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Arash Kazemi, Jay W McLaren, Carol Toris, Vikas Gulati, Shan Fan, David M Reed, Jesse Gilbert, Matthew G.J Trese, Sayoko Eileen Moroi, Arthur J Sit; Aqueous Humor Dynamics Changes and Predictors of IOP Response to Latanoprost. Invest. Ophthalmol. Vis. Sci. 2020;61(7):3423.
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© ARVO (1962-2015); The Authors (2016-present)
The variable responses to latanoprost among patients are poorly understood. The goal of this study was to evaluate the relationships between different IOP responses to latanoprost and baseline characteristics of participants, baseline aqueous humor dynamics (AHD) parameters, and changes in these parameters after treatment.
This study assessed 226 eyes from 113 normal participants in the EDEN Study (29 males, 84 females; 55±9 years, ±SD). Measured AHD parameters at baseline included: IOP by pneumatonometry, episcleral venous pressure (EVP) by venomanometry, aqueous humor flow rate by fluorophotometry, outflow facility by 2-minute pneumatonography, and uveoscleral outflow calculated by using the modified Goldmann equation. After 7 days of daily treatment with latanoprost 0.005% OU, all measurements were repeated. IOP responses were categorized into 3 groups based on the percent IOP reduction from baseline: non-responders (<10% reduction), medium-responders (10% to 20% reduction), and high-responders (≥20% reduction). Changes in AHD parameters in each group were analyzed by using generalized estimating equation models.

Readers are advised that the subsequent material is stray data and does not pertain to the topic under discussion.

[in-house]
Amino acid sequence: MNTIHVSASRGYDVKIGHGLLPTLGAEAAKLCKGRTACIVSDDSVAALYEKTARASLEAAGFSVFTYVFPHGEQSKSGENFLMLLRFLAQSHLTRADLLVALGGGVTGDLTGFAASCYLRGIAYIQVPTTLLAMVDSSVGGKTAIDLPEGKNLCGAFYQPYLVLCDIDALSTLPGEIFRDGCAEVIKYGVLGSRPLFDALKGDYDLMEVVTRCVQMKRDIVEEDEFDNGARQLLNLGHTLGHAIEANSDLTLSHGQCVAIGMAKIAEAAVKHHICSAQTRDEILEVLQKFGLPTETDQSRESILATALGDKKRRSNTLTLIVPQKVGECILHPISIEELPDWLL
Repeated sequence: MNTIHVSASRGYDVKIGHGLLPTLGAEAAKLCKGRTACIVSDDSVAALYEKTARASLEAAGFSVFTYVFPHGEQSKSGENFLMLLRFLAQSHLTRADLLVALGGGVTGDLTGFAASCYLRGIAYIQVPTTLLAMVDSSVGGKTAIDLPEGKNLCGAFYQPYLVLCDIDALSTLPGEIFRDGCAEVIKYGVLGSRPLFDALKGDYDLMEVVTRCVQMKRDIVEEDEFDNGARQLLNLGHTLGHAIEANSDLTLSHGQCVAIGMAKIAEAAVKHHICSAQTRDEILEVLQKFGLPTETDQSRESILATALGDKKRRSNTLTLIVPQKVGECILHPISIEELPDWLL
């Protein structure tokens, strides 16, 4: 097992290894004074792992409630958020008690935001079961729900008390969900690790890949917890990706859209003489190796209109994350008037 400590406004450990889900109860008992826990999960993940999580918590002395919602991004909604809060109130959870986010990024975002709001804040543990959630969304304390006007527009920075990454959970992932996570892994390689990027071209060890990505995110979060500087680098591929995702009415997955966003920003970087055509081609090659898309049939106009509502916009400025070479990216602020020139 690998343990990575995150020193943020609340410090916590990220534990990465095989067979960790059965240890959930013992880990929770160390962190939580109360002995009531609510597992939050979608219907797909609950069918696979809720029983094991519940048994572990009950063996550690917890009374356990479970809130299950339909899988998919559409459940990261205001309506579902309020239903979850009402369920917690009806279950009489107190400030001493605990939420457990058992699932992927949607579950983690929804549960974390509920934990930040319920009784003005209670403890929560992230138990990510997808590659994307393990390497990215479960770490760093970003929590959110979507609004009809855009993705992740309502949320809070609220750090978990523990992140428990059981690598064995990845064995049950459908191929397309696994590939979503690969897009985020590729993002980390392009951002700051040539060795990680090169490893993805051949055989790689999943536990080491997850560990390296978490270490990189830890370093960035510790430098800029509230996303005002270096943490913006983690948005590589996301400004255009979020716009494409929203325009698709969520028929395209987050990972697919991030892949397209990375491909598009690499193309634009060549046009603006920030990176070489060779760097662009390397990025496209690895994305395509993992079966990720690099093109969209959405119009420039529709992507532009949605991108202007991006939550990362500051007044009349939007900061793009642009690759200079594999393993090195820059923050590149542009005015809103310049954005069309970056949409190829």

There were no significant differences in age, axial length, central corneal thickness, EVP, outflow facility, aqueous flow rate, and uveoscleral outflow at baseline between the 3 groups (P>0.05, Table 1). Baseline IOP was higher in high-responders than medium-responders and non-responders (P=0.007 and P<0.001, respectively). Also, body mass index (BMI) was higher in high-responders compared to non-responders (P=0.01). IOP decreased while outflow facility and uveoscleral outflow increased after latanoprost treatment in high-responders and medium-responders but did not change in non-responders (Table 2). EVP and aqueous flow rate did not change significantly in any group. The change in uveoscleral outflow was greater in high-responders than in non-responders (P=0.03). Changes in outflow facility were not different between the 3 groups (P>0.4).
In normal subjects, higher baseline IOP and higher BMI may predict a greater IOP reduction by latanoprost. Increases in outflow facility and uveoscleral outflow are responsible for this larger response. Additional studies are needed to determine the parameters that predict a stronger response to latanoprost in patients with ocular hypertension and glaucoma.
This is a 2020 ARVO Annual Meeting abstract.
Table 1. Comparison of Baseline Characteristics
Table 2. AHD Changes by Group
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